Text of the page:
The Ultimate Free Shakespeare Resource The Ultimate Free Shakespeare Resource The Ultimate Free Shakespeare Resource The Ultimate Free Shakespeare Resource

Monologues for Men


“But, for mine own part, my lord, I could be well contented to be there,

in respect of the love I bear your house.” He could be contented: why is he not then? In the respect of the love he bears our house: he shows in this, he loves his own barn better than he loves our house. Let me see some more. “The purpose you undertake is dangerous”—why, that’s certain. ’Tis dangerous to take a cold, to sleep, to drink, but I tell you, my lord fool, out of this nettle, danger, we pluck this flower, safety. “The purpose you undertake is dangerous, the friends you have nam’d uncertain, the time itself unsorted, and your whole plot too light for the counterpoise of so great an opposition.” Say you so, say you so? I say unto you again, you are a shallow, cowardly hind, and you lie. What a lack-brain is this! By the Lord, our plot is a good plot as ever was laid, our friends true and constant: a good plot, good friends, and full of expectation; an excellent plot, very good friends. What a frosty-spirited rogue is this! Why, my Lord of York commends the plot and the general course of the action. ’Zounds, and I were now by this rascal, I could brain him with his lady’s fan. Is there not my father, my uncle, and myself? Lord Edmund Mortimer, my Lord of York, and Owen Glendower? is there not besides the Douglas? have I not all their letters to meet me in arms by the ninth of the next month? and are they not some of them set forward already? What a pagan rascal is this! an infidel! Ha, you shall see now in very sincerity of fear and cold heart will he to the King, and lay open all our proceedings. O, I could divide myself and go to buffets, for moving such a dish of skim-milk with so honorable an action! Hang him! let him tell the King: we are prepar’d. I will set forward tonight.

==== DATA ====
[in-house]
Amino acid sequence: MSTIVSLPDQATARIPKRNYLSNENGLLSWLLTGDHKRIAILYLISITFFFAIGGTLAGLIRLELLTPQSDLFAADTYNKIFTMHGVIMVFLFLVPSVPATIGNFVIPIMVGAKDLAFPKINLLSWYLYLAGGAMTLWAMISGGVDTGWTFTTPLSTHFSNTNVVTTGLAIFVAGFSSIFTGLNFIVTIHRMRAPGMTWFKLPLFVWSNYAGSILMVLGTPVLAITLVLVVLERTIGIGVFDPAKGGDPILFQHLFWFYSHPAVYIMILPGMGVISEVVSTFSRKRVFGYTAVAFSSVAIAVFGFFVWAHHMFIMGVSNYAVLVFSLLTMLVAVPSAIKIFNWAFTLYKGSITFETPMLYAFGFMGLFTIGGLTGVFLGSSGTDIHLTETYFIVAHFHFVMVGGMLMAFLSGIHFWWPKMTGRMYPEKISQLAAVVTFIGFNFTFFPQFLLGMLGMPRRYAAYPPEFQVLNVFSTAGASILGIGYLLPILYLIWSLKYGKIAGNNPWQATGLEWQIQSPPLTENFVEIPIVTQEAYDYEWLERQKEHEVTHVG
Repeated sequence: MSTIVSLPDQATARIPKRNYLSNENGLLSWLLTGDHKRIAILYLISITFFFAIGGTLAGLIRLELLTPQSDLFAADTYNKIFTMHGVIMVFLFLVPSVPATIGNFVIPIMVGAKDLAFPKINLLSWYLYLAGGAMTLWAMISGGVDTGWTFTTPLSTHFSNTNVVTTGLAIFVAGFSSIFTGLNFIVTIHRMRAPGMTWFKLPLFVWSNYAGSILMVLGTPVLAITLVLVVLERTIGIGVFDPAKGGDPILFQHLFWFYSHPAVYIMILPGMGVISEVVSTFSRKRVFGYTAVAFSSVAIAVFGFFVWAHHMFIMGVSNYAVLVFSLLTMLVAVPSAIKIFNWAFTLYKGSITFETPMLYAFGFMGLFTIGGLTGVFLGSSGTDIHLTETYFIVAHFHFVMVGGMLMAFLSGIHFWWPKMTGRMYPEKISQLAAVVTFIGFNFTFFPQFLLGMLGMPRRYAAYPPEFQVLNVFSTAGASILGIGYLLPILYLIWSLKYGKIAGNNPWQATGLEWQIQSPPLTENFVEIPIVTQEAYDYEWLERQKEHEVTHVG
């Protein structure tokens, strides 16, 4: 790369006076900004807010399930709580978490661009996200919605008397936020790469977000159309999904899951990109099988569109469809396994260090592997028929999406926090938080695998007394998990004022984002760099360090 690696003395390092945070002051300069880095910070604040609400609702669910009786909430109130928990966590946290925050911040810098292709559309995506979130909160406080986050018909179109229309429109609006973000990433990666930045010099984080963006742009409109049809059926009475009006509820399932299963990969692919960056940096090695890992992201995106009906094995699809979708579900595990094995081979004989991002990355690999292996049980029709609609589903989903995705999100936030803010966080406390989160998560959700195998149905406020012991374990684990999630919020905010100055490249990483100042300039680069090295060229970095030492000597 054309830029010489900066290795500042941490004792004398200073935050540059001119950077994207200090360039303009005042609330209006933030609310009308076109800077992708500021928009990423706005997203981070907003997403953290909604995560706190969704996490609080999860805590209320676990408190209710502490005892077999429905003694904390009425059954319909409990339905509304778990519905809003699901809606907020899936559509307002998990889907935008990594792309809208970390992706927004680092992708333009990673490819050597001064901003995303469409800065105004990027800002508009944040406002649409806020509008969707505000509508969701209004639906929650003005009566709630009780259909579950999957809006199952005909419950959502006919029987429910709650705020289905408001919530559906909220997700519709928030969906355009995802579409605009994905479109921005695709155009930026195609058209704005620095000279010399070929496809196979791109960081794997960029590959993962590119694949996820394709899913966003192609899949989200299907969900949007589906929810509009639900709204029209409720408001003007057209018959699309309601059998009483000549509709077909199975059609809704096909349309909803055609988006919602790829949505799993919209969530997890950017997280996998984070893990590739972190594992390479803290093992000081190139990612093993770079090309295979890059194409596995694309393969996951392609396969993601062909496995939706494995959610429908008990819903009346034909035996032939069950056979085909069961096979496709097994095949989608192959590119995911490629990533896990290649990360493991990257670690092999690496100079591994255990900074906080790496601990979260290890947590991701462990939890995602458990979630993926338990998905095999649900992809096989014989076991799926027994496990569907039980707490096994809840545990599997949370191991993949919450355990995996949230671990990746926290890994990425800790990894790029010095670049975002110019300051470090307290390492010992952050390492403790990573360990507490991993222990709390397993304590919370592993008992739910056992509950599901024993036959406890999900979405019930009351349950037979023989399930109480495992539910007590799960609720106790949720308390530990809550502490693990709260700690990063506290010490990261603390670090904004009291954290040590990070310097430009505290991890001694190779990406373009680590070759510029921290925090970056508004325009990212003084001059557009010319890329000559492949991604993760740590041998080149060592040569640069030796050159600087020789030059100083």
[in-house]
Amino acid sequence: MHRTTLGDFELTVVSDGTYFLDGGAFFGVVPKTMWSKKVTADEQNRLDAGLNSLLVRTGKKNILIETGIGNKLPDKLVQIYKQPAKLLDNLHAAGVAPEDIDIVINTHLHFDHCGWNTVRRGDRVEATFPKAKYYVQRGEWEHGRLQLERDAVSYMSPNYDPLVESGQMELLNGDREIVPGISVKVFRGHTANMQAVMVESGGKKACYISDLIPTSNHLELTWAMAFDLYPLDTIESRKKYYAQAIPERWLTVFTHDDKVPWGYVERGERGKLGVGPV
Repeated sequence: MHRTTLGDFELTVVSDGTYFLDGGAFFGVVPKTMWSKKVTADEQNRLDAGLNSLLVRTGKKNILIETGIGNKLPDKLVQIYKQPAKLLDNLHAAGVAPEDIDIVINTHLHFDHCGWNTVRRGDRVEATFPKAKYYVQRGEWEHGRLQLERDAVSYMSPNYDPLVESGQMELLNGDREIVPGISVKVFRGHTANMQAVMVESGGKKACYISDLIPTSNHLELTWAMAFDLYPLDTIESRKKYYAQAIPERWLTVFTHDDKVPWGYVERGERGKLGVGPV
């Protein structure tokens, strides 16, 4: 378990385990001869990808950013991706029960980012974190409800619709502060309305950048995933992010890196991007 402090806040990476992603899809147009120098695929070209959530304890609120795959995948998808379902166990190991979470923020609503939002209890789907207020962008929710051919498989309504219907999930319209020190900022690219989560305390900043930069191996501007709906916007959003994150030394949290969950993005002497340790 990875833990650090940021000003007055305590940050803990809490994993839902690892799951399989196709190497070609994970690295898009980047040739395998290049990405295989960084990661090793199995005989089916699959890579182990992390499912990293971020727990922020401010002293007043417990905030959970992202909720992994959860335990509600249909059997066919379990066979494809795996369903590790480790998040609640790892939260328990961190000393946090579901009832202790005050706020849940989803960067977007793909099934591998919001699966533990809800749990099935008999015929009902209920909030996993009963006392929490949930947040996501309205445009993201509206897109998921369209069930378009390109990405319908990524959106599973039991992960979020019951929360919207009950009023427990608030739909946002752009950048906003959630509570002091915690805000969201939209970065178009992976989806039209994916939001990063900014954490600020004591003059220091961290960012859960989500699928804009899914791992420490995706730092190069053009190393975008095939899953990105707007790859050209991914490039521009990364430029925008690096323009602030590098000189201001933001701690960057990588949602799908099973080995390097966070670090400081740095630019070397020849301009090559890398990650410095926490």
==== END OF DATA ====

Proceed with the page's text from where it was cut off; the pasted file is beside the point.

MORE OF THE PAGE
Use Power Search to search the works

Log in or Register

Forgot username  Forgot password
Get the Shakespeare Pro app